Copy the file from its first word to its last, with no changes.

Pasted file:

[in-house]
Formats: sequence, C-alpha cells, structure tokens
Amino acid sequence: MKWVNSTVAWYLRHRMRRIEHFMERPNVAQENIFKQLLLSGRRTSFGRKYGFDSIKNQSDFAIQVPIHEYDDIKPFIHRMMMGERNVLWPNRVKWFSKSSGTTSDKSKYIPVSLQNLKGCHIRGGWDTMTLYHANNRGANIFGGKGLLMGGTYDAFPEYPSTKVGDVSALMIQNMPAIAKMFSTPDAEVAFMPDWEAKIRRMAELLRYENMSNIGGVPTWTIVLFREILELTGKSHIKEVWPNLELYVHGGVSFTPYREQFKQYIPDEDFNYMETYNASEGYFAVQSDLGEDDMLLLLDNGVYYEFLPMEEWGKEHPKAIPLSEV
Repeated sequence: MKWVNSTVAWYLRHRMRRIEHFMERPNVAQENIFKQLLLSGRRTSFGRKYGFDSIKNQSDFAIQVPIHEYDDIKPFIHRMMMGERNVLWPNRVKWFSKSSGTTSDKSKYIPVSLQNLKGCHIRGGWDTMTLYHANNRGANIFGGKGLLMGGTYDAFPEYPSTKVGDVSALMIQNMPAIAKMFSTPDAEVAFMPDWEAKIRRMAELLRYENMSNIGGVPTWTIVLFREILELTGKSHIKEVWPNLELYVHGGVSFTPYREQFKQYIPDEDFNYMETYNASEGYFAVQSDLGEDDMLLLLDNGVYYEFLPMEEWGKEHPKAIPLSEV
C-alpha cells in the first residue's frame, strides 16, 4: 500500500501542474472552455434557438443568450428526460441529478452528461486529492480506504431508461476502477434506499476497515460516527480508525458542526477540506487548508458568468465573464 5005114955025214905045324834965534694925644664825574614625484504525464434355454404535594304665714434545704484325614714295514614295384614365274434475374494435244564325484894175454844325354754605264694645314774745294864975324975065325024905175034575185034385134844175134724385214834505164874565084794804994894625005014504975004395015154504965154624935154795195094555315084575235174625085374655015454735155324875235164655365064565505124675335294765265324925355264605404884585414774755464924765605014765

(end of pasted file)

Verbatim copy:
[in-house]
Formats: sequence, C-alpha cells, structure tokens
Amino acid sequence: MKWVNSTVAWYLRHRMRRIEHFMERPNVAQENIFKQLLLSGRRTSFGRKYGFDSIKNQSDFAIQVPIHEYDDIKPFIHRMMMGERNVLWPNRVKWFSKSSGTTSDKSKYIPVSLQNLKGCHIRGGWDTMTLYHANNRGANIFGGKGLLMGGTYDAFPEYPSTKVGDVSALMIQNMPAIAKMFSTPDAEVAFMPDWEAKIRRMAELLRYENMSNIGGVPTWTIVLFREILELTGKSHIKEVWPNLELYVHGGVSFTPYREQFKQYIPDEDFNYMETYNASEGYFAVQSDLGEDDMLLLLDNGVYYEFLPMEEWGKEHPKAIPLSEV
Repeated sequence: MKWVNSTVAWYLRHRMRRIEHFMERPNVAQENIFKQLLLSGRRTSFGRKYGFDSIKNQSDFAIQVPIHEYDDIKPFIHRMMMGERNVLWPNRVKWFSKSSGTTSDKSKYIPVSLQNLKGCHIRGGWDTMTLYHANNRGANIFGGKGLLMGGTYDAFPEYPSTKVGDVSALMIQNMPAIAKMFSTPDAEVAFMPDWEAKIRRMAELLRYENMSNIGGVPTWTIVLFREILELTGKSHIKEVWPNLELYVHGGVSFTPYREQFKQYIPDEDFNYMETYNASEGYFAVQSDLGEDDMLLLLDNGVYYEFLPMEEWGKEHPKAIPLSEV
C-alpha cells in the first residue's frame, strides 16, 4: 500500500501542474472552455434557438443568450428526460441529478452528461486529492480506504431508461476502477434506499476497515460516527480508525458542526477540506487548508458568468465573464 5005114955025214905045324834965534694925644664825574614625484504525464434355454404535594304665714434545704484325614714295514614295384614365274434475374494435244564325484894175454844325354754605264694645314774745294864975324975065325024905175034575185034385134844175134724385214834505164874565084794804994894625005014504975004395015154504965154624935154795195094555315084575235174625085374655015454735155324875235164655365064565505124675335294765265324925355264605404884585414774755464924765605014765